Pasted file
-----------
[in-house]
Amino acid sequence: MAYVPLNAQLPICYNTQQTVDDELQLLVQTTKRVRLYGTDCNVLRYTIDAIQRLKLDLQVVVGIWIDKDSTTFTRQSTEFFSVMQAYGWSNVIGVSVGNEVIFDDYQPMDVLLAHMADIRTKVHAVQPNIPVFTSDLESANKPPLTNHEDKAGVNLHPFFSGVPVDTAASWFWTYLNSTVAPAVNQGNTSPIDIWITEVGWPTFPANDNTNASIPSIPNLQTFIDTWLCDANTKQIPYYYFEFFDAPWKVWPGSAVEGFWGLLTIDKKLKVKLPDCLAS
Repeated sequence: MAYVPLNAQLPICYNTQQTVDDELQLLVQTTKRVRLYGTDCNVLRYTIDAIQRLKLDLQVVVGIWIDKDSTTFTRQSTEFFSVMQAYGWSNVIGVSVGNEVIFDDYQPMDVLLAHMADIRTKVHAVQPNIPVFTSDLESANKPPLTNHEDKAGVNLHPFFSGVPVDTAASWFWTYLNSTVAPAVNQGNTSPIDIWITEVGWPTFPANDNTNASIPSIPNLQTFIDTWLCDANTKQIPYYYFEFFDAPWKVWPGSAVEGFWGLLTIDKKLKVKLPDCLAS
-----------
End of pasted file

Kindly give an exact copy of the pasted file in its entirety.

[in-house]
Amino acid sequence: MAYVPLNAQLPICYNTQQTVDDELQLLVQTTKRVRLYGTDCNVLRYTIDAIQRLKLDLQVVVGIWIDKDSTTFTRQSTEFFSVMQAYGWSNVIGVSVGNEVIFDDYQPMDVLLAHMADIRTKVHAVQPNIPVFTSDLESANKPPLTNHEDKAGVNLHPFFSGVPVDTAASWFWTYLNSTVAPAVNQGNTSPIDIWITEVGWPTFPANDNTNASIPSIPNLQTFIDTWLCDANTKQIPYYYFEFFDAPWKVWPGSAVEGFWGLLTIDKKLKVKLPDCLAS
Repeated sequence: MAYVPLNAQLPICYNTQQTVDDELQLLVQTTKRVRLYGTDCNVLRYTIDAIQRLKLDLQVVVGIWIDKDSTTFTRQSTEFFSVMQAYGWSNVIGVSVGNEVIFDDYQPMDVLLAHMADIRTKVHAVQPNIPVFTSDLESANKPPLTNHEDKAGVNLHPFFSGVPVDTAASWFWTYLNSTVAPAVNQGNTSPIDIWITEVGWPTFPANDNTNASIPSIPNLQTFIDTWLCDANTKQIPYYYFEFFDAPWKVWPGSAVEGFWGLLTIDKKLKVKLPDCLAS